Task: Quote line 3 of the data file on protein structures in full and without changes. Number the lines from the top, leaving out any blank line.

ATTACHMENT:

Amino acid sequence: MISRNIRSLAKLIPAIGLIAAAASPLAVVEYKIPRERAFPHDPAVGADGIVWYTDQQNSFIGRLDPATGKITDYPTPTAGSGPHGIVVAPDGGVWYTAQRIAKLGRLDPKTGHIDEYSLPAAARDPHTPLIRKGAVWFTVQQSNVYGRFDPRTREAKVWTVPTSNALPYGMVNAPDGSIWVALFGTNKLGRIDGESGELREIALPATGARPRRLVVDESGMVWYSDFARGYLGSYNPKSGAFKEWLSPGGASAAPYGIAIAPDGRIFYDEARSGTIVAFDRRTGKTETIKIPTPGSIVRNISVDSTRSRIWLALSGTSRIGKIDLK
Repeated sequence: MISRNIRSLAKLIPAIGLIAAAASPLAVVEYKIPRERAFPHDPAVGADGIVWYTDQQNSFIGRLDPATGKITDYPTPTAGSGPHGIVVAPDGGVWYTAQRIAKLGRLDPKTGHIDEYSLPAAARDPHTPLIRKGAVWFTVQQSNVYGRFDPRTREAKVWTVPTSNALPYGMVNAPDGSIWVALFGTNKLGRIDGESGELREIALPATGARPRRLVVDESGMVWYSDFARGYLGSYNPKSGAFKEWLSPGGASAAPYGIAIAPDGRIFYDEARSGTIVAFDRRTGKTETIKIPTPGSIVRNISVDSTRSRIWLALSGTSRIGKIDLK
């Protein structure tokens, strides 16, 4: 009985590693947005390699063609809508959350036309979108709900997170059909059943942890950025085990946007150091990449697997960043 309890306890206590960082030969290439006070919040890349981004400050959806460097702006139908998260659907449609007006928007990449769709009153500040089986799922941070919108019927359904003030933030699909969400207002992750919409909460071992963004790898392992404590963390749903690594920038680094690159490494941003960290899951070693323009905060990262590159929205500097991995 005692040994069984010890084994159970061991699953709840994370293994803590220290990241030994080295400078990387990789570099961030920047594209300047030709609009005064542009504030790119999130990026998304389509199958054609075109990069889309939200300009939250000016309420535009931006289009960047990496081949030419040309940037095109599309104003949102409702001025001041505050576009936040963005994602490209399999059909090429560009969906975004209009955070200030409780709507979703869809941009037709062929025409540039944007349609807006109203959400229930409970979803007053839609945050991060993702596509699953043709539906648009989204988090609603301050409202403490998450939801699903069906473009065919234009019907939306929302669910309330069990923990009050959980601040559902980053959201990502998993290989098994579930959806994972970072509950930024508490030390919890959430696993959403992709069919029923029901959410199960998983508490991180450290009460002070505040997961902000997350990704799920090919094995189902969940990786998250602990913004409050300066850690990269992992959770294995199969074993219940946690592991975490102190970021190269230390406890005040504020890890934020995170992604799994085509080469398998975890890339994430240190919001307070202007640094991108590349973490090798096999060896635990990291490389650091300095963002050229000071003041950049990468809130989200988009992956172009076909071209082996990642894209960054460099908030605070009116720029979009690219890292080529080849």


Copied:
């Protein structure tokens, strides 16, 4: 009985590693947005390699063609809508959350036309979108709900997170059909059943942890950025085990946007150091990449697997960043 309890306890206590960082030969290439006070919040890349981004400050959806460097702006139908998260659907449609007006928007990449769709009153500040089986799922941070919108019927359904003030933030699909969400207002992750919409909460071992963004790898392992404590963390749903690594920038680094690159490494941003960290899951070693323009905060990262590159929205500097991995 005692040994069984010890084994159970061991699953709840994370293994803590220290990241030994080295400078990387990789570099961030920047594209300047030709609009005064542009504030790119999130990026998304389509199958054609075109990069889309939200300009939250000016309420535009931006289009960047990496081949030419040309940037095109599309104003949102409702001025001041505050576009936040963005994602490209399999059909090429560009969906975004209009955070200030409780709507979703869809941009037709062929025409540039944007349609807006109203959400229930409970979803007053839609945050991060993702596509699953043709539906648009989204988090609603301050409202403490998450939801699903069906473009065919234009019907939306929302669910309330069990923990009050959980601040559902980053959201990502998993290989098994579930959806994972970072509950930024508490030390919890959430696993959403992709069919029923029901959410199960998983508490991180450290009460002070505040997961902000997350990704799920090919094995189902969940990786998250602990913004409050300066850690990269992992959770294995199969074993219940946690592991975490102190970021190269230390406890005040504020890890934020995170992604799994085509080469398998975890890339994430240190919001307070202007640094991108590349973490090798096999060896635990990291490389650091300095963002050229000071003041950049990468809130989200988009992956172009076909071209082996990642894209960054460099908030605070009116720029979009690219890292080529080849």